Max Schulte/WXXI News

New York farm workers are now eligible to get vaccinated against COVID-19.

The Cuomo administration was criticized for not including them among other groups of   essential workers who became eligible weeks ago.

The state and local health departments are coordinating pop-up clinics at farms to bring the vaccines directly to farm workers.

Mary Jo Dudley, director of the Cornell farmworker program, says designated migrant health centers, such as Finger Lakes Community Health, will also be part of the effort.

Anna Shvets

Studies show that close to 100 million tons of food goes to waste in the U.S. each year. A state program on the RIT campus has developed a toolkit to help reduce food waste in municipalities throughout the state.

Charles Ruffing is the director of the New York State Pollution Prevention Institute (NYSP2I). He says the toolkit provides strategies to design and implement a food waste recycling program.

A Hilton elementary school principal is accused of sexually abusing students.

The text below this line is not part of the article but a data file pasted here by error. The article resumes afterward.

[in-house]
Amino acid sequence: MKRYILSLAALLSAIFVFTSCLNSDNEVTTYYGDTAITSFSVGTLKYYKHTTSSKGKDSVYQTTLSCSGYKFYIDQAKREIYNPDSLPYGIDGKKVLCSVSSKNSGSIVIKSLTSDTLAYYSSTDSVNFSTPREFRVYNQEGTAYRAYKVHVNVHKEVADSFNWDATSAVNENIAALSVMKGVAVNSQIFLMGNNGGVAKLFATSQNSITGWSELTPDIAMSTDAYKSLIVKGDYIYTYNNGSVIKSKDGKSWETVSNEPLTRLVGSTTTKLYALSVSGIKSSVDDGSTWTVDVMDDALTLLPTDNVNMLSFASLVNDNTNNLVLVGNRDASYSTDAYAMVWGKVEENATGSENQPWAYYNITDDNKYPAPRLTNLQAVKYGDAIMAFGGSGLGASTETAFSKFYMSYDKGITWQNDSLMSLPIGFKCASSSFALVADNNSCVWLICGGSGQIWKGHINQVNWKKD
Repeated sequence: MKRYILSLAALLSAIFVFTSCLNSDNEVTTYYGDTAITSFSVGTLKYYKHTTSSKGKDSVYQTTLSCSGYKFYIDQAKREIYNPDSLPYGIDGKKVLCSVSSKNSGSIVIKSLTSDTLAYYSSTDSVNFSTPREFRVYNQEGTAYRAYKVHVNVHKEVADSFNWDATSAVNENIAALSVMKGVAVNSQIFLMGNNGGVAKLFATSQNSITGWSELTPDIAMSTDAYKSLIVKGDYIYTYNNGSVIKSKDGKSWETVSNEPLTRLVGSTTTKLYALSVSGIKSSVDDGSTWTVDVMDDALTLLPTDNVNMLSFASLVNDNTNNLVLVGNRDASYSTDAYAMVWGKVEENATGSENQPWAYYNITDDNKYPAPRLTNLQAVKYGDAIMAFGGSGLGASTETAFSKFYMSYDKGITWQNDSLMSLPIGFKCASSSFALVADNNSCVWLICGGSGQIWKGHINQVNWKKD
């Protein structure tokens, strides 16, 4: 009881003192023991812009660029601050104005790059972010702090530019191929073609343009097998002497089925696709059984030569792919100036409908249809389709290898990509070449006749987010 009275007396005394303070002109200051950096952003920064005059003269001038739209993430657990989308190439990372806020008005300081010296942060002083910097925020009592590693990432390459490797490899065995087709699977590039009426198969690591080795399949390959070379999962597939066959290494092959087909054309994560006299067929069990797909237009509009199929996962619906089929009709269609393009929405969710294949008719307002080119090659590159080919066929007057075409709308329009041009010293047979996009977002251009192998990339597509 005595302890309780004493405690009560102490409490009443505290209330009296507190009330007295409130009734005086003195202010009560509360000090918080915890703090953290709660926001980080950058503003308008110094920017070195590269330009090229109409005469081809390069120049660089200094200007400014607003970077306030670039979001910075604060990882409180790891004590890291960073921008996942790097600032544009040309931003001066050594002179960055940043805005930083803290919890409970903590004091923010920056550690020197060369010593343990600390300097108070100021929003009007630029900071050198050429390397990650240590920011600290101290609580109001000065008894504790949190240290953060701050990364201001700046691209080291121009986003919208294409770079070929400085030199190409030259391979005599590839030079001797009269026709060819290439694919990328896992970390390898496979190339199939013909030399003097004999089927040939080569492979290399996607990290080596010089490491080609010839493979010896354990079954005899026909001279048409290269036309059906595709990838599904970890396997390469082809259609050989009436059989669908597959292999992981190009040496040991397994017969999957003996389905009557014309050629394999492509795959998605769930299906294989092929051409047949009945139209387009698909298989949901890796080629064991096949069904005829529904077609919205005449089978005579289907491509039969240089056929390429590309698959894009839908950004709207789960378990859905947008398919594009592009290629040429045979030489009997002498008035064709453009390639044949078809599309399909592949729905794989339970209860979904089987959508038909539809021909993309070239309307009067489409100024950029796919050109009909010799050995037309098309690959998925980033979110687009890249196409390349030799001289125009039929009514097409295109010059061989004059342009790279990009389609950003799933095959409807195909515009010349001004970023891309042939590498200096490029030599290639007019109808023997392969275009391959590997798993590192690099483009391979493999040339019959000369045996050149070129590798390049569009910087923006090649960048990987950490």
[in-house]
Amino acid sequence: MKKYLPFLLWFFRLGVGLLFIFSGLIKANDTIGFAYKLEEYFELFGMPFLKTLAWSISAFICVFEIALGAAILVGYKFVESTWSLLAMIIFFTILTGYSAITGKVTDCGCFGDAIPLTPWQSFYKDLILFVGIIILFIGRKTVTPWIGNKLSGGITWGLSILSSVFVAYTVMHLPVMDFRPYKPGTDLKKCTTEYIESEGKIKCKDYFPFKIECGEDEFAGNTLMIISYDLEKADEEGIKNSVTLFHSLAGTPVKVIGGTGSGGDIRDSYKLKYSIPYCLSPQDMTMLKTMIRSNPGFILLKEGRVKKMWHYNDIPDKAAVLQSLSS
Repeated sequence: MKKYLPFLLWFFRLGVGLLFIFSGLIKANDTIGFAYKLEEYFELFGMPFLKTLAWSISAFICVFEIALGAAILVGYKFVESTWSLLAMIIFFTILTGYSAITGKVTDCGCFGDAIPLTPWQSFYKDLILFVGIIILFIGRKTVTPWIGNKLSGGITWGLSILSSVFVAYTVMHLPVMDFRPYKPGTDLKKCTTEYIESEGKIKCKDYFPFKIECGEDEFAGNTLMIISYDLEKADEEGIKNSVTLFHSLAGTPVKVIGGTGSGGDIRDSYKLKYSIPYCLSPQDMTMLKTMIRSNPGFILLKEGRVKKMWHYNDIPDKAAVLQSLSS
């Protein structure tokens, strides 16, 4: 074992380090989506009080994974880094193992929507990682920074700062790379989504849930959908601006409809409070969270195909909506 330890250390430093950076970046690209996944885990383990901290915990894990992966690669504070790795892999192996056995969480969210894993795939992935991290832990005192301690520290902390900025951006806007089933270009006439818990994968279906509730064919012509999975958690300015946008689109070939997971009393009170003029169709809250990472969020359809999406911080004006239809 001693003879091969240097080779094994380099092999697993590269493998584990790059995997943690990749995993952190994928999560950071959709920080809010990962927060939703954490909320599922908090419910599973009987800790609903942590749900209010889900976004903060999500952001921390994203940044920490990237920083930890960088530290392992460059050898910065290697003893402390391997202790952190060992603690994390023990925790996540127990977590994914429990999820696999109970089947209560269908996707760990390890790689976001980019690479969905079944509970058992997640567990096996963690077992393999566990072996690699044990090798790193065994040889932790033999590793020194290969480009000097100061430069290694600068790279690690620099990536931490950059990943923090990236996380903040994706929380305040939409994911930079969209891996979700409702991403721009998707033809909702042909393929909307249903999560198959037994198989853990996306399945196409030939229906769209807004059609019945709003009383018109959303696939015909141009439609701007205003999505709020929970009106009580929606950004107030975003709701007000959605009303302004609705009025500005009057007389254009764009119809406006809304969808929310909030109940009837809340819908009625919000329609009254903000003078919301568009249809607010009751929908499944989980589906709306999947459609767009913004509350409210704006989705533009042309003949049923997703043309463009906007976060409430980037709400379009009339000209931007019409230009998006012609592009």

An expert advisory committee to the Centers for Disease Control and Prevention decided Wednesday it needed more time to consider whether to recommend to resume administering the COVID-19 vaccine made by Johnson & Johnson.

James Brown / WXXI News

An anonymous letter made public Wednesday said that Monroe Community Hospital is a hostile work environment. 

The letter was released during a news conference by the Monroe County Legislature’s Black and Asian Caucus. When asked how many complaints there are, Legislator Ernest Flagler-Mitchell would not say.

Karen DeWitt/WXXI News

State lawmakers, along with restaurant owners and their workers, are pressing for a two-year extension of takeout alcoholic beverages. They said the practice -- authorized at the start of the COVID-19 pandemic -- has allowed the businesses to keep their doors open and avoid some layoffs.

Gov. Andrew Cuomo, in one of hundreds of executive orders issued in 2020, allowed alcoholic drinks to be ordered and delivered along with takeout food. 

With the federal pause on the Johnson & Johnson vaccine over rare but potentially fatal blood clots, the Department of Veterans Affairs is halting their use of the vaccine based on FDA and Center for Disease Control and Prevention recommendations.